It makes me believe that some market surveys don't take all devices into consideration but only the ones they "like" ?
    How would that translate to an automobile survey : There are less and less cars on Americas highways because we only count cars beyond $50k price point ?
    • I think it is hard to track those numbers

      The white box tablets come from an insane amount of "manufaturers" and are sold through so many underground and shady places it may not be able to be acurately figured.

      However I do agree that they should be counted in some fashion.
    • Do you believe that China and Africa will adopt Win 8 or iPad?

      No. Only tiny minority of jet-set folk there. Huge majority of developing countries will adopt cheap devices like these "White-Box tablets". Try to understand that Windows and Apple ecosystems are absolutely too expensive to take over global markets.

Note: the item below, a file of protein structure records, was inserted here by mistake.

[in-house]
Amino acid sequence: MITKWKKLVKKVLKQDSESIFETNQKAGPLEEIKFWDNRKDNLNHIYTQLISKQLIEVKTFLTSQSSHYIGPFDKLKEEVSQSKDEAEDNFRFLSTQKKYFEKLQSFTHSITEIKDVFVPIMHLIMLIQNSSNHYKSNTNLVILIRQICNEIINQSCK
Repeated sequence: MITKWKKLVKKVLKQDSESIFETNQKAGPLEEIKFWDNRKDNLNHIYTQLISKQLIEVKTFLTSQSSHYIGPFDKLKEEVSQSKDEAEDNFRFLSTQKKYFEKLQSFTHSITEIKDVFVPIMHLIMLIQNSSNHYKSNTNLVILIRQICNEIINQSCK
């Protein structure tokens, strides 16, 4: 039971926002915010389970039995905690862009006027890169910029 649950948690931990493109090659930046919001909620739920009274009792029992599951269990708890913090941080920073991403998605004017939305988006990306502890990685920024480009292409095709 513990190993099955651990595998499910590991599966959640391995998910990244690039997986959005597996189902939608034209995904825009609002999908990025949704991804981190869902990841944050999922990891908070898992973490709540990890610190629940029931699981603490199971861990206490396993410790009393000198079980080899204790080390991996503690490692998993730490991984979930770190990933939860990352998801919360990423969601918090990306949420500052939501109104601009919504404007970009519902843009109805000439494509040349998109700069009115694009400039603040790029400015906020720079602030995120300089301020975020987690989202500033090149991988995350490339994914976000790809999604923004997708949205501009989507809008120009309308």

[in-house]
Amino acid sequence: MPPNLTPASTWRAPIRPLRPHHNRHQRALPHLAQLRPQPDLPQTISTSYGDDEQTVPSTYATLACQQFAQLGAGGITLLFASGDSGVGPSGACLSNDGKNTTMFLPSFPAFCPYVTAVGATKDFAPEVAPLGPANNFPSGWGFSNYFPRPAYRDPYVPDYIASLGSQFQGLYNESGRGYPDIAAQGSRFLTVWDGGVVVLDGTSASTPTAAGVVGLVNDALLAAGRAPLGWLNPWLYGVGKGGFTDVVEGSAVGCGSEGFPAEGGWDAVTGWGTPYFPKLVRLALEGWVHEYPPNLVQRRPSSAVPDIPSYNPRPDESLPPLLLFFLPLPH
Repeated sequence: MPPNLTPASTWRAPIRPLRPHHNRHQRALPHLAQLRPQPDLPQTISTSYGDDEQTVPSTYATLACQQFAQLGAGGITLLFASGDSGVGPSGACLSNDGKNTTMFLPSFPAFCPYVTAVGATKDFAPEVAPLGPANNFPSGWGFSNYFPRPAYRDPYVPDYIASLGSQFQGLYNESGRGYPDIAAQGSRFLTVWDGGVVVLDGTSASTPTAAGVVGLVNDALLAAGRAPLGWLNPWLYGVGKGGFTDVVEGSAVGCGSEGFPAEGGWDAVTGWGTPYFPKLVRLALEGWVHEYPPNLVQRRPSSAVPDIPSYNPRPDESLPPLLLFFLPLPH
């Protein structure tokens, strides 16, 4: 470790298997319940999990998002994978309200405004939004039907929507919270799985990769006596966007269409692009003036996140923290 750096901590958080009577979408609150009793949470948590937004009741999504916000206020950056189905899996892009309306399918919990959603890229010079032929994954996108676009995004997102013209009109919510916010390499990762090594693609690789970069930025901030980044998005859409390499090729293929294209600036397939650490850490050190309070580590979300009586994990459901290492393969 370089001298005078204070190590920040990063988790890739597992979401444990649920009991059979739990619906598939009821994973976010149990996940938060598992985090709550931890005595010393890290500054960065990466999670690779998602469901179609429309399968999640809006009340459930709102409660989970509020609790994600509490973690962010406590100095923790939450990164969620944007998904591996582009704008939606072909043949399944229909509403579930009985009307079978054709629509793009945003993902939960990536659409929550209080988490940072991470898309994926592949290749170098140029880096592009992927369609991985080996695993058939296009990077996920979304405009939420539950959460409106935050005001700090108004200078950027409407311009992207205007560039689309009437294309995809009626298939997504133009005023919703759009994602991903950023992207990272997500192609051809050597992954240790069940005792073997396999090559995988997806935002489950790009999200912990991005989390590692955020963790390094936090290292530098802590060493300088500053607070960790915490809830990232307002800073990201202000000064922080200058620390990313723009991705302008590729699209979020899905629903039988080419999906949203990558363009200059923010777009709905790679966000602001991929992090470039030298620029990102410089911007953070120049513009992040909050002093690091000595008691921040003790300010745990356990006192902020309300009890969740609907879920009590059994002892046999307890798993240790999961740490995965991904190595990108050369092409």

North America and Europa are not the whole world - hardly more than 15% of world population. The mainstream is there in Kampala, Lagos, Kuala Lumpur, Mumbay, Bogota etc... these folks will solve this puzzle.
      • You are completely wrong.

        87% of emerging countries will adopt ipads and windows 8 tablets. They are plenty cheap. Only 13% will use android / Linux because that is what they get for free through humanitarian groups.

        Disclaimer: I just made all of that stuff up. It seemed like the sensible thing to do since you made up everything in your post. Feel free to continue this baseless line of debate.